I encourage every pregnant woman I meet to read Ina May Gaskin’s Guide to Childbirth, in the hope that the statistics contained in the book showing the less than 2% CS rate, even lower assisted delivery rates, and the number of non-standard births (breech, multiples etc) that arrive safely and naturally, will be enough to convince any Mum-to-be that women are not fundamentally unfit to give birth safely.

    I don’t personally understand how anybody can disregard such powerful evidence showing how much safer birth can be, and how much better the outcomes can be in a non-medical environment. It just goes to show how far confidence has been undermined in the birth process.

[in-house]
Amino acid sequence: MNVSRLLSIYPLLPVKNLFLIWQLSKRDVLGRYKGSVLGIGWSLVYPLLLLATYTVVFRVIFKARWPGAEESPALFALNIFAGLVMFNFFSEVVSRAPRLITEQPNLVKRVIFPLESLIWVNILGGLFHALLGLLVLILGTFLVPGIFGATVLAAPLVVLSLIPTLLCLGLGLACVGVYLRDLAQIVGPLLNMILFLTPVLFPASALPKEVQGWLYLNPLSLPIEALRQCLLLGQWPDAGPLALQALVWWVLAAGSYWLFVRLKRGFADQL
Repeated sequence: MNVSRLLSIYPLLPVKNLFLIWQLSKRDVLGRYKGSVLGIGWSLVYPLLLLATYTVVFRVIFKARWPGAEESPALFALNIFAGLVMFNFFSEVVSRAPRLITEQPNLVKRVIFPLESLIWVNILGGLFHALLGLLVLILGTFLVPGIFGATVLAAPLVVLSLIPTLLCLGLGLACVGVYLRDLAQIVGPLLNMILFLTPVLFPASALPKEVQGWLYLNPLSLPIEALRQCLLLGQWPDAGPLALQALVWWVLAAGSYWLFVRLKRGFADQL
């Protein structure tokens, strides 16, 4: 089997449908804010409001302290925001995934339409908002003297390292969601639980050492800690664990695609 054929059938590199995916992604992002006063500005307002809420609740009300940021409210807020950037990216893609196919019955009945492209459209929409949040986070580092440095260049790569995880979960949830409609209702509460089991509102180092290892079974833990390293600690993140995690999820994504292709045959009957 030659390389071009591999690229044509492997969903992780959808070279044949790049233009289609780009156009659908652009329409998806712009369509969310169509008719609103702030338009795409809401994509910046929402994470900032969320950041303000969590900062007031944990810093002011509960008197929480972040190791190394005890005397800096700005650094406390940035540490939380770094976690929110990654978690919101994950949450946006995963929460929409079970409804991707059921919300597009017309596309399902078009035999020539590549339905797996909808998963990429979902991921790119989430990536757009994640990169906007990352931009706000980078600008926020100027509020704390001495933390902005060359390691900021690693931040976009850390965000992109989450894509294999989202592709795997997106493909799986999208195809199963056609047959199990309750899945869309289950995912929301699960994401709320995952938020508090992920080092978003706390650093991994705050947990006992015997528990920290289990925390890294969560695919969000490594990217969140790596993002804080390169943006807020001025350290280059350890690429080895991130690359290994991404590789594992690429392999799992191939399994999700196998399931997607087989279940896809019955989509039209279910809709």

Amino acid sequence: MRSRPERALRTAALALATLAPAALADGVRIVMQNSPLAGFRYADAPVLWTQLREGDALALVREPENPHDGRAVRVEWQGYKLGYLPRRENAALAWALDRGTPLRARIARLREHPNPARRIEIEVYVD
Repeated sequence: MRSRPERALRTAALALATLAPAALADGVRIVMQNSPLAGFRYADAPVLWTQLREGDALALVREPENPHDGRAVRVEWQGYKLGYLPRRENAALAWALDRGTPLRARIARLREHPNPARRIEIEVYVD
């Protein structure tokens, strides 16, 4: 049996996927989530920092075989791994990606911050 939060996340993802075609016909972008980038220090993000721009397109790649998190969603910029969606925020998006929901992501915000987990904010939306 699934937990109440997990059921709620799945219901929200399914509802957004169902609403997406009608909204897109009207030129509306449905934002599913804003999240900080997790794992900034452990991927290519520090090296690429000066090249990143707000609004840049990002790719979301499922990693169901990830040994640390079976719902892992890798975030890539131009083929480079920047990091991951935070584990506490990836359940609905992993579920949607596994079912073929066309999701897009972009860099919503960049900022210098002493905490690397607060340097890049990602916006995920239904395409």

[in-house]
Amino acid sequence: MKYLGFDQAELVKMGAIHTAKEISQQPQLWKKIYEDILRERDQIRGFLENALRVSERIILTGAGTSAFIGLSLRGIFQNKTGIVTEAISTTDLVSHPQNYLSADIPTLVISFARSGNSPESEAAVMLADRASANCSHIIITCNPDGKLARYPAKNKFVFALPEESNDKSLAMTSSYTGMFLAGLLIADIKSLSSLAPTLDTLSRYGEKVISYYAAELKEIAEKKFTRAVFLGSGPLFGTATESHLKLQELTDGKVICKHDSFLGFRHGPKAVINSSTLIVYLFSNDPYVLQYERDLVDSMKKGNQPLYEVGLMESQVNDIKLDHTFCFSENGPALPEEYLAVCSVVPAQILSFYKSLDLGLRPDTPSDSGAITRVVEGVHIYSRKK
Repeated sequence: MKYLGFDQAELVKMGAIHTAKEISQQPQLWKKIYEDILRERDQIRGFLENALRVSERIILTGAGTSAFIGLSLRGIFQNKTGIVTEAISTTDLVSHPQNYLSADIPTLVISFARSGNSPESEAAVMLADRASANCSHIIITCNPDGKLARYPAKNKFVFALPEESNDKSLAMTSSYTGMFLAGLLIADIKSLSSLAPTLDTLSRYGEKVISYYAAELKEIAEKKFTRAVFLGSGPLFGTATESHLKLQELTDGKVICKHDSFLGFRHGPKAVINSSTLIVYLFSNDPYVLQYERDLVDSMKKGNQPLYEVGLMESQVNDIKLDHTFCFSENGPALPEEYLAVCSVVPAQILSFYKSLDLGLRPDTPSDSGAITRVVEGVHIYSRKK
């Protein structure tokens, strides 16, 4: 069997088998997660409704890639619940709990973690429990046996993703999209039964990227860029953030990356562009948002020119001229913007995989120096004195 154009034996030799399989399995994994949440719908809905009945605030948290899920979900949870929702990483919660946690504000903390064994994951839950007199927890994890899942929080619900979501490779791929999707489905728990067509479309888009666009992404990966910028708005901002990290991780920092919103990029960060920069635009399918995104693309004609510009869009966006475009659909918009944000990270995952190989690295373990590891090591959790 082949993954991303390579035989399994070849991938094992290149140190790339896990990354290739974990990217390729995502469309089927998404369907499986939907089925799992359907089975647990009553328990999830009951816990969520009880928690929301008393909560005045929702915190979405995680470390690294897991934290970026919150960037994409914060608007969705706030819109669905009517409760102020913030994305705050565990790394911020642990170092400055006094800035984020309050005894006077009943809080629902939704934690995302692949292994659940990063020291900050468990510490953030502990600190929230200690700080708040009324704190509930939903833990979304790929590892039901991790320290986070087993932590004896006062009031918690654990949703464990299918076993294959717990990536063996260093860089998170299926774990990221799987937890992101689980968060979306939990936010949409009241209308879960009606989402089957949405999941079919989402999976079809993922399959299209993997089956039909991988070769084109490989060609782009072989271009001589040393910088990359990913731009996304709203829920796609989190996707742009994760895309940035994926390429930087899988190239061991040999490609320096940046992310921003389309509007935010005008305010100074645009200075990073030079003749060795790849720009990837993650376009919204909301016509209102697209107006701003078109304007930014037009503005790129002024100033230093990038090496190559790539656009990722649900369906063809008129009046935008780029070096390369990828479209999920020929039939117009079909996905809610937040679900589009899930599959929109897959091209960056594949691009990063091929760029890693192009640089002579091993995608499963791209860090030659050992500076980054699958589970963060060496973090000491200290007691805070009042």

Until women themselves can start to believe in their own birthing abilities and start fighting for their right to reclaims autonomy and choice, we will have a very very hard job trying to change the system that profits from the status quo.

    Very interesting blog Erin, I will enjoy keeping up with it as time goes on.

    • I agree, but how many women really have access to obstetric truths? How many women even have the privileged awareness that there are obstetric truths to uncover among the myths and deception? I think the subsection of women reading Ina May’s book is small — a self-selected group that is likely already questioning the status quo in the birth industry. It should, of course, replace the horrific “What to Expect…” as the default birth book.